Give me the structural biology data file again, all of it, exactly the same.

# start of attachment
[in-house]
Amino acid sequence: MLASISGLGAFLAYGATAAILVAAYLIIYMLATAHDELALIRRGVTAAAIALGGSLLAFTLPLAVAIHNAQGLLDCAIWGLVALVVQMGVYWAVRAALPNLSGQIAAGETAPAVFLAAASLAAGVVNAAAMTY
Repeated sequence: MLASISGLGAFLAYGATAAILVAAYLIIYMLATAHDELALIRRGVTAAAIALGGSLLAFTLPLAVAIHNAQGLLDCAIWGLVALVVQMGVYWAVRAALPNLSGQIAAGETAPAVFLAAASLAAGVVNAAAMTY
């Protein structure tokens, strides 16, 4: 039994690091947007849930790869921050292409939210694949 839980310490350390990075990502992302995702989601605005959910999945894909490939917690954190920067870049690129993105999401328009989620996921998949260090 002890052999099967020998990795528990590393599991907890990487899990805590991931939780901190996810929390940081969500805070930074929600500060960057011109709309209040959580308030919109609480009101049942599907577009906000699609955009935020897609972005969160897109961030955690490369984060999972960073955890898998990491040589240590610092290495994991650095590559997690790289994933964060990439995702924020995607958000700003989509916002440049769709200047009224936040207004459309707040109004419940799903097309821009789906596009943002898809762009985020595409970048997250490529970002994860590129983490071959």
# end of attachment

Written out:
[in-house]
Amino acid sequence: MLASISGLGAFLAYGATAAILVAAYLIIYMLATAHDELALIRRGVTAAAIALGGSLLAFTLPLAVAIHNAQGLLDCAIWGLVALVVQMGVYWAVRAALPNLSGQIAAGETAPAVFLAAASLAAGVVNAAAMTY
Repeated sequence: MLASISGLGAFLAYGATAAILVAAYLIIYMLATAHDELALIRRGVTAAAIALGGSLLAFTLPLAVAIHNAQGLLDCAIWGLVALVVQMGVYWAVRAALPNLSGQIAAGETAPAVFLAAASLAAGVVNAAAMTY
């Protein structure tokens, strides 16, 4: 039994690091947007849930790869921050292409939210694949 839980310490350390990075990502992302995702989601605005959910999945894909490939917690954190920067870049690129993105999401328009989620996921998949260090 002890052999099967020998990795528990590393599991907890990487899990805590991931939780901190996810929390940081969500805070930074929600500060960057011109709309209040959580308030919109609480009101049942599907577009906000699609955009935020897609972005969160897109961030955690490369984060999972960073955890898998990491040589240590610092290495994991650095590559997690790289994933964060990439995702924020995607958000700003989509916002440049769709200047009224936040207004459309707040109004419940799903097309821009789906596009943002898809762009985020595409970048997250490529970002994860590129983490071959």